Trade-off in fertility for show quality?

Discussion in 'General breed discussions & FAQ' started by itallstartedwithhamburgs, Nov 8, 2009.

  1. itallstartedwithhamburgs

    itallstartedwithhamburgs In the Brooder

    Oct 2, 2009
    Northeastern NC
    I am not going to name the breeders name here, because the breeder has been great with communication (both phone and email) and I had a great hatch rate (7 of 12 hatched, 5 roos and 2 hens) considering the eggs came from the Midwest to practically the outer Banks of North Carolina but...

    The beautiful trio of Golden Penciled Hamburgs (only 2 hens hatched in the dozen eggs I ordered) hardly lays eggs and didn't even start until they were 8 months old!

    The breeder admitted to struggling with fertility problems while trying to develop for size and correct penciling.

    I just wanted some Hamburgs that looked like the pictures but didn't even consider I might be trading off for egg-laying ability. The last GPH hen I had that was not from show lines layed an egg every day. They are frequently referred to as the Dutch Everyday layer.

    Should I just Craigslist these beauties to someone that wants to show birds? I don't have time to show I just appreciate looking at them but they need to pay rent with some eggs! [​IMG]

    So, is this typical for the show birds? Beauty and type but not as functional as the hatchery birds?

    Maybe I could add some hatchery GPHs to the mix and see what happens next year?
    Here is the young roo-the breeder wasn't thrilled with him:
    The trio:

  2. silkiechicken

    silkiechicken Staff PhD Premium Member

    It often happens when you are selecting for certain traits. Many of the hatchery and non show birds lay lots of eggs, because they are effectively chosen for their egg laying abilities (to make more chicks to sell). Without the selective pressure of humans picking out good layers and instead picking out things like the way they look, along with a bit of inbreeding, the lay rate will go back down to levels of "normal" birds. They may lay a dozen or two eggs, raise a clutch and be done for the year. Another factor with some show birds is lethality genes, where chicks that get two copies just don't make it.
  3. Katy

    Katy Flock Mistress

    I would agree there is often a trade off...... show quality & birds that look like the APA standard or laying ability, but not both in the same bird.
  4. sandspoultry

    sandspoultry Everybody loves a Turkey

    Feb 10, 2008
    Eastern NC
    We have run into the same problem when looking for nice dark cornish. They have been breed to the point of requiring AI. It is a shame that the Standard of Perfection leds to a bird that can not self reproduce or forage on its own. In some cases the Standard of Perfection means a Standard of Extinction. It is so sad that you can not have both, a nice quality bird that will also lay well or produce well.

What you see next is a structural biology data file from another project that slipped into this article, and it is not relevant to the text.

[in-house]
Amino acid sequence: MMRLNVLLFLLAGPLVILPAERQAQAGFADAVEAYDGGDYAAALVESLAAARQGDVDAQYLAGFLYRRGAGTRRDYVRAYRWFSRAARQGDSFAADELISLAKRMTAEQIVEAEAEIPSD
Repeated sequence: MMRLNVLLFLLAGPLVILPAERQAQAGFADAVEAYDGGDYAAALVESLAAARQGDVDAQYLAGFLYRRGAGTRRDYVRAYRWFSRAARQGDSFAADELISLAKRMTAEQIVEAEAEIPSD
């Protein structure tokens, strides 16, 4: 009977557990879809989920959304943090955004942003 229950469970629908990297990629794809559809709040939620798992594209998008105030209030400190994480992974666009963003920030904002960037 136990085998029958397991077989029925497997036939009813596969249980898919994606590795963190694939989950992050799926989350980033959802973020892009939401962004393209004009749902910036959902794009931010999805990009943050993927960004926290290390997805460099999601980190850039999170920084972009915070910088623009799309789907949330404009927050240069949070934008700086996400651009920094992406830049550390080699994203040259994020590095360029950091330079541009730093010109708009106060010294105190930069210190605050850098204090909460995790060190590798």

5. standardbanty

    standardbanty Songster

    Nov 8, 2008
    When you buy show birds they are meant to be bred to show and breed. You rarely find both. 8 months is normal for show birds to lay.

  6. becky3086

    becky3086 Crested Crazy

    Oct 14, 2008
    Thomson, GA
    I think they are absolutely beautiful and I would not get rid of them. Buy some hatchery hens to put in with them if you have to have eggs too.
  7. Krys109uk

    Krys109uk Songster

    Fertility & number of eggs laid are not the same thing.
    Your birds are pretty in themselves, but I can't see them doing much in a show as their markings are poor.
  8. itallstartedwithhamburgs

    itallstartedwithhamburgs In the Brooder

    Oct 2, 2009
    Northeastern NC
    Thanks everyone. I am not going to show them. I think I will probably Craigslist them and get some hens that pull their weight around here instead. [​IMG]

    It is interesting that breeding for the SOP can lead to infertility. I used to show dogs and I always thought the breeds that required AI and c-sections to reproduce shouldn't even be bred.

    I guess I will just settle for close enough to the standard to be identified. [​IMG]
  9. Krys109uk

    Krys109uk Songster

    It is interesting that breeding for the SOP can lead to infertility.

    It is not breeding to the standards per se which causes the infertility. Breeding for any trait(s) to the exclusion of all else can lead to issues including infertility, reduction in productivity, susceptibility to various illnesses etc.etc.etc.

    The "pencilling" on the is also called "autosomal barring"; on the females it is supposed to look like lines, or bars going around the bird. [​IMG]

  10. Ryu

    Ryu Songster

    Jan 6, 2009
    I raise Standard Cornish and they have a rep for being difficult to breed. The Standard is open to interpretation, but it is the Breeders practices that lead to a loss of vigor and extreme body types within the breed. Vigor must be the first characteristic selected for, always. No one wants to raise birds that aren't healthy and have trouble reproducing no matter how pretty/striking they are. That's bad for flock numbers which leads to less birds, which leads to less new breed enthusiatists--it's just a downward spiral and that's when the breeds really get into trouble.

    The good news is that you can breed for Vigor in your birds. I have had great luck with my out-crosses this year. Egg quality/quantity is is significantly improved, and my young hens are laying at 6-7months rather than 9-12months. My flock still needs a lot of work, but if I'm getting eggs, my roos are fertile, and my birds are healthy--I'm going to get there.

    If you like the look of the bird, stick with it.

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